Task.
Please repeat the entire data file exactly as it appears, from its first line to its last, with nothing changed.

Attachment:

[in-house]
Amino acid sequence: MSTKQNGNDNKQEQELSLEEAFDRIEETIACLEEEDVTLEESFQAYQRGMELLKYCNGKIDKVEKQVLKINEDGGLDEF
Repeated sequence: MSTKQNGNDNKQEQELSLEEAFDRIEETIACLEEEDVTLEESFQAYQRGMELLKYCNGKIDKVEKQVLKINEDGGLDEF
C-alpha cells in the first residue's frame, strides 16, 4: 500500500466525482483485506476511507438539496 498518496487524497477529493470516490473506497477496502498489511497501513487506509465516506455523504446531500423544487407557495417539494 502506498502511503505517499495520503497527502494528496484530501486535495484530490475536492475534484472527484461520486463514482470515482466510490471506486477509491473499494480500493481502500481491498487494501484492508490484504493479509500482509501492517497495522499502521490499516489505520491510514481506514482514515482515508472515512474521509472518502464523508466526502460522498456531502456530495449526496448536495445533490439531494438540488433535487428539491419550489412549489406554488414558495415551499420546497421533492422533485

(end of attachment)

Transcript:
[in-house]
Amino acid sequence: MSTKQNGNDNKQEQELSLEEAFDRIEETIACLEEEDVTLEESFQAYQRGMELLKYCNGKIDKVEKQVLKINEDGGLDEF
Repeated sequence: MSTKQNGNDNKQEQELSLEEAFDRIEETIACLEEEDVTLEESFQAYQRGMELLKYCNGKIDKVEKQVLKINEDGGLDEF
C-alpha cells in the first residue's frame, strides 16, 4: 500500500466525482483485506476511507438539496 498518496487524497477529493470516490473506497477496502498489511497501513487506509465516506455523504446531500423544487407557495417539494 502506498502511503505517499495520503497527502494528496484530501486535495484530490475536492475534484472527484461520486463514482470515482466510490471506486477509491473499494480500493481502500481491498487494501484492508490484504493479509500482509501492517497495522499502521490499516489505520491510514481506514482514515482515508472515512474521509472518502464523508466526502460522498456531502456530495449526496448536495445533490439531494438540488433535487428539491419550489412549489406554488414558495415551499420546497421533492422533485